julia> moaeimnonreg0 = IncidenceMatrix([[4,5,6],[1,4,2],[2,4,5],[2,3,5],[3,5,6],[1,3,6],[1,4,6]]);

julia> MOAE = SubdivisionOfPoints(moaepts, moaeimnonreg0);

julia> is_regular(MOAE)
false

julia> SOP = SubdivisionOfPoints(moaepts, [1,1,1,1,1,1]);

julia> is_regular(SOP)
true
source
maximal_cellsFunction
maximal_cells(SOP::SubdivisionOfPoints)

Return an iterator over the maximal cells of SOP.

Examples

Display the cells of the "mother of all examples" non-regular triangulation.

julia> moaepts = [4 0 0; 0 4 0; 0 0 4; 2 1 1; 1 2 1; 1 1 2]
6×3 Matrix{Int64}:
 4  0  0
 0  4  0
 0  0  4
 2  1  1
 1  2  1
 1  1  2

julia> moaeimnonreg0 = IncidenceMatrix([[4,5,6],[1,4,2],[2,4,5],[2,3,5],[3,5,6],[1,3,6],[1,4,6]])
7×6 IncidenceMatrix
[4, 5, 6]
[1, 2, 4]
[2, 4, 5]
[2, 3, 5]
[3, 5, 6]
[1, 3, 6]
[1, 4, 6]


julia> MOAE = SubdivisionOfPoints(moaepts, moaeimnonreg0);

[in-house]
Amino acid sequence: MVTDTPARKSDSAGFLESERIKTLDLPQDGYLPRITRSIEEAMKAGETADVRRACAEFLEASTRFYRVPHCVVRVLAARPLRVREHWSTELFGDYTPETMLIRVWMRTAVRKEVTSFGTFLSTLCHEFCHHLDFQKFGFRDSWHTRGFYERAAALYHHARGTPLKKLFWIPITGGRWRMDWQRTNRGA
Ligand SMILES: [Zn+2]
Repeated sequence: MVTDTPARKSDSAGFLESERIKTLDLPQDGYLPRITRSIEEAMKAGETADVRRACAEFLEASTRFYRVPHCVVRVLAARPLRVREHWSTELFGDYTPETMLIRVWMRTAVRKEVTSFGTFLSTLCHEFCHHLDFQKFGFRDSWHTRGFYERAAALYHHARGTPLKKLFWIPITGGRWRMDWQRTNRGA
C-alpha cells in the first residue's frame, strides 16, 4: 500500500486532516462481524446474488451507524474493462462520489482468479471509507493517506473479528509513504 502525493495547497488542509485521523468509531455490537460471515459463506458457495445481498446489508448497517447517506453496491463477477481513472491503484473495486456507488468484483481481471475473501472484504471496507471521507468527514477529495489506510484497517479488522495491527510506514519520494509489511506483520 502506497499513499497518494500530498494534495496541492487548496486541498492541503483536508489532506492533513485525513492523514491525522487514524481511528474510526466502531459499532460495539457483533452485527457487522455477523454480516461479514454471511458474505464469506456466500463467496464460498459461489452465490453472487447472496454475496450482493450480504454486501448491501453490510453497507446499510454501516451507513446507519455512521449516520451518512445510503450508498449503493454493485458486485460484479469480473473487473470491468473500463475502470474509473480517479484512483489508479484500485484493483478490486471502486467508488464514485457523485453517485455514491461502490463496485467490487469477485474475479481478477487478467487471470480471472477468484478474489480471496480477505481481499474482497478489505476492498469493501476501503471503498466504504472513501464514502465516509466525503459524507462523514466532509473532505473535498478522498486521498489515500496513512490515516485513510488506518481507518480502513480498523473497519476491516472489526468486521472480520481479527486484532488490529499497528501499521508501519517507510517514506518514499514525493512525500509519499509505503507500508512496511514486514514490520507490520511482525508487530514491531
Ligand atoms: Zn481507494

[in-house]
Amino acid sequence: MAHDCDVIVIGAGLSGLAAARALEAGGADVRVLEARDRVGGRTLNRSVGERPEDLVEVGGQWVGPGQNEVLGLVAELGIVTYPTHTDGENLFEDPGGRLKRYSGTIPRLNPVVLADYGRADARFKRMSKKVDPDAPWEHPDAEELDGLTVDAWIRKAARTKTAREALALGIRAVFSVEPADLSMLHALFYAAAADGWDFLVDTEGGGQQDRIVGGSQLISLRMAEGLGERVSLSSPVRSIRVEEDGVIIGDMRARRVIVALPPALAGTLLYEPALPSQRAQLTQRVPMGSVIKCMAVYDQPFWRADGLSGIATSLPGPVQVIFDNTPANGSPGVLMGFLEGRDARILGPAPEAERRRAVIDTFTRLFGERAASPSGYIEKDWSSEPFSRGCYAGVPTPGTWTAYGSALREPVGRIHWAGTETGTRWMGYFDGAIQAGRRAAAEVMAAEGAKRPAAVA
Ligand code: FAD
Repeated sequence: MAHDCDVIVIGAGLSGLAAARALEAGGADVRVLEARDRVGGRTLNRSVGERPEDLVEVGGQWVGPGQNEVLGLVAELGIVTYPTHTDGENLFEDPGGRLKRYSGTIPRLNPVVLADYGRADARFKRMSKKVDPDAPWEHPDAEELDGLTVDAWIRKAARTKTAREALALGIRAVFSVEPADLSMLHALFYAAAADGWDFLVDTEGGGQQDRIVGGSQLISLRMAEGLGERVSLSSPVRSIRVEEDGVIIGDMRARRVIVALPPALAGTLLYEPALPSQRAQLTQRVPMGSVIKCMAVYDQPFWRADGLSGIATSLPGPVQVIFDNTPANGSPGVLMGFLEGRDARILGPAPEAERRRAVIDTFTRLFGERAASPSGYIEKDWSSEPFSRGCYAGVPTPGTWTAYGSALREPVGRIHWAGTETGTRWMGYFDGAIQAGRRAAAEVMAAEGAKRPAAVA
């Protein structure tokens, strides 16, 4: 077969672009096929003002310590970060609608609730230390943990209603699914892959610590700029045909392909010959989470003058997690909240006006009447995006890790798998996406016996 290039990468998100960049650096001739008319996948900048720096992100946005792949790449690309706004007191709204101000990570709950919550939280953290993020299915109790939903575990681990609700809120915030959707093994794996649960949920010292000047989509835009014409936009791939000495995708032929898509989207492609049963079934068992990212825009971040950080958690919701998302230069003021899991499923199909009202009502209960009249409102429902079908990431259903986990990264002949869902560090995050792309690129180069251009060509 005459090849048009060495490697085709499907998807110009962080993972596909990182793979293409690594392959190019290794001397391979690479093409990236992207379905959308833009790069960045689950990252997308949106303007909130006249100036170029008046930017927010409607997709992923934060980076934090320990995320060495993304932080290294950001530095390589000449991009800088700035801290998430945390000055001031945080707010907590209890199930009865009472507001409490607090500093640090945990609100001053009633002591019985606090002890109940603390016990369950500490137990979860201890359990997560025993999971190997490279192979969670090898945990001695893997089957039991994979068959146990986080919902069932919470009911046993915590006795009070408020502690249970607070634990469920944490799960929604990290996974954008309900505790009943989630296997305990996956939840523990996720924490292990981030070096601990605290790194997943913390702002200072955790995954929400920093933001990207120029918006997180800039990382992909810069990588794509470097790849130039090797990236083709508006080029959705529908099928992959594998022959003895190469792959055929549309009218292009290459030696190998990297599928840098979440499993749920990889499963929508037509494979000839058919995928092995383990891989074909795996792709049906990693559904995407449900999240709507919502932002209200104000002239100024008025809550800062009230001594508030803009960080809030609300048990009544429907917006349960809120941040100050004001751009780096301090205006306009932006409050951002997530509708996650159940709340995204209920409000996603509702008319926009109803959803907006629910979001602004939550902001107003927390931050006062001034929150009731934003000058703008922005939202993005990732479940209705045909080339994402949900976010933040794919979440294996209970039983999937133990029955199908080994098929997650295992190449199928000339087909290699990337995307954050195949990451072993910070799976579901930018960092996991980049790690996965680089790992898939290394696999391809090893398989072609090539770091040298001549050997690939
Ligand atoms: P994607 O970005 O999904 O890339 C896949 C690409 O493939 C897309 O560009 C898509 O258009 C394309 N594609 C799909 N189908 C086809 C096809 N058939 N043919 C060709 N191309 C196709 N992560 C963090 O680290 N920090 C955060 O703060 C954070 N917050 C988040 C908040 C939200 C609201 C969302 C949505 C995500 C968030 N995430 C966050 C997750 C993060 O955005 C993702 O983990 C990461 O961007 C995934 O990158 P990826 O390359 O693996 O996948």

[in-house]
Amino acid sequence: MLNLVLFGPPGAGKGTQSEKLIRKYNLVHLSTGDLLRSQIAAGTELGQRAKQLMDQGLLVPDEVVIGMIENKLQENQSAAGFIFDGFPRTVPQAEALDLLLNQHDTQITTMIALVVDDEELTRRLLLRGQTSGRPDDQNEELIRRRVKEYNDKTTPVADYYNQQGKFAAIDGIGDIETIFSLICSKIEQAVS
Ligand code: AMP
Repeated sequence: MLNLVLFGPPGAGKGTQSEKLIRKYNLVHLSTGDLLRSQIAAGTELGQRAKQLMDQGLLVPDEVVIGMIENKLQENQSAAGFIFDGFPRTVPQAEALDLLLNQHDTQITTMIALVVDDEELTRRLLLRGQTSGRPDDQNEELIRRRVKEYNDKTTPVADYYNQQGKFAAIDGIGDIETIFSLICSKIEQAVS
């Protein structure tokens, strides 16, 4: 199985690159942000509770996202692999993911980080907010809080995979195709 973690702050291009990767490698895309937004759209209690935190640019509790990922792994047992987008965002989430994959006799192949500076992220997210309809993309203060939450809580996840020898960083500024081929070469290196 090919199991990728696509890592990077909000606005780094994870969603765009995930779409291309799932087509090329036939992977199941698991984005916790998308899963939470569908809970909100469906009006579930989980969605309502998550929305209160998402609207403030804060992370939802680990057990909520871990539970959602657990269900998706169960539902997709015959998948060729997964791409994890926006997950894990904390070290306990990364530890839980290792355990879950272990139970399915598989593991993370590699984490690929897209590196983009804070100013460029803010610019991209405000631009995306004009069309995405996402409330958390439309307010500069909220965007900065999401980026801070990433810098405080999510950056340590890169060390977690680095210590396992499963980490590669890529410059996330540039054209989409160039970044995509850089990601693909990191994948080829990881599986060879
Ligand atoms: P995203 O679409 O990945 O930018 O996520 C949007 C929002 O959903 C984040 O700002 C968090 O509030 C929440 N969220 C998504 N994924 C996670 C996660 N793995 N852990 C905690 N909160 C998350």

julia> maximal_cells(MOAE)
7-element SubObjectIterator{Vector{Int64}}:
 [4, 5, 6]
 [1, 2, 4]
 [2, 4, 5]
 [2, 3, 5]
 [3, 5, 6]
 [1, 3, 6]
 [1, 4, 6]
source
maximal_cells(IncidenceMatrix, SOP::SubdivisionOfPoints)

Return the maximal cells of SOP as an incidence matrix.

The rows of the output correspond to the maximal cells and the columns correspond to the cells.

Examples

If we give all points the same weight there is only one cell containing all points.

julia> moaepts = [4 0 0; 0 4 0; 0 0 4; 2 1 1; 1 2 1; 1 1 2]
6×3 Matrix{Int64}:
 4  0  0
 0  4  0
 0  0  4
 2  1  1
 1  2  1
 1  1  2

julia> SOP = SubdivisionOfPoints(moaepts, [1,1,1,1,1,1])
A subdivision of points in ambient dimension 3

julia> maximal_cells(IncidenceMatrix, SOP)
1×6 IncidenceMatrix
[1, 2, 3, 4, 5, 6]
source
min_weightsFunction
min_weights(SOP::SubdivisionOfPoints)

Return the minimal weights inducing a subdivision of points. This method will give an error if the input subdivision is non-regular.